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S. Korea fires bombs at mock N. Korean missile launcher in response to ICBM launch

The South Korean Air Force's F-35A stealth fighter jets stage live-fire drills striking North Korea's transporter erector launcher (TEL) with US-made GBU-12 aerial laser-guided bombs on Friday afternoon. The drills were conducted in response to North Korea's launch of an intercontinental ballistic missile earlier in the day. (Joint Chiefs of Staff)
The South Korean Air Force's F-35A stealth fighter jets stage live-fire drills striking North Korea's transporter erector launcher (TEL) with US-made GBU-12 aerial laser-guided bombs on Friday afternoon. The drills were conducted in response to North Korea's launch of an intercontinental ballistic missile earlier in the day. (Joint Chiefs of Staff)
The South Korean military on Friday conducted strike drills attacking a mock North Korean missile launcher with aerial laser-guided bombs, in response to North Korea’s launch of an intercontinental ballistic missile toward the East Sea.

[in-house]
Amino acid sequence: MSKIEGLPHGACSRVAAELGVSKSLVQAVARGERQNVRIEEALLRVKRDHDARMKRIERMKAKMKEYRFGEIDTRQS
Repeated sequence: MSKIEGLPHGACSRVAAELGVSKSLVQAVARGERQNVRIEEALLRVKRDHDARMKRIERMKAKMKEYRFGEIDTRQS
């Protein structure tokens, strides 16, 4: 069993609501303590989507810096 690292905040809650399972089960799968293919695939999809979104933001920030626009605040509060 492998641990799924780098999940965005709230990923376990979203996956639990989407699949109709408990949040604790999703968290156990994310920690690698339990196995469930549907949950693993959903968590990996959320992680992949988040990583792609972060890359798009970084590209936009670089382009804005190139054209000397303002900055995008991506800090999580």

The live-fire drills were staged at Pilsung Range in Kangwon Province in the afternoon, about six hours after the North Korean missile was launched to waters off Japan at 10:15 a.m., according to the Joint Chiefs of Staff.

The drills aimed to “demonstrate the ability of (South Korea’s) F-35 fighter jets with advanced stealth capabilities, to stealthily approach a target without being detected by the enemy and precisely strike the target,” the JCS said.

The South Korean Air Force’s four F-35A stealth fighters also flew with four F-16 Fighting Falcons of the US Air Force in a combined strike group over the East Sea.

The allies’ military actions came after South Korean President Yoon Suk-yeol instructed officials to strengthen the South Korea-US combined defense posture.

The missile, reportedly to be a new Hwasong-17 ICBM, traveled about 1,000 kilometers, reaching a top speed of Mach 22 and an altitude of around 6,100 kilometers. Japan said the ICBM would have a range exceeding 15,000 kilometers if fired at a regular trajectory, far enough to reach the US mainland.



By Ji Da-gyum (dagyumji@heraldcorp.com)
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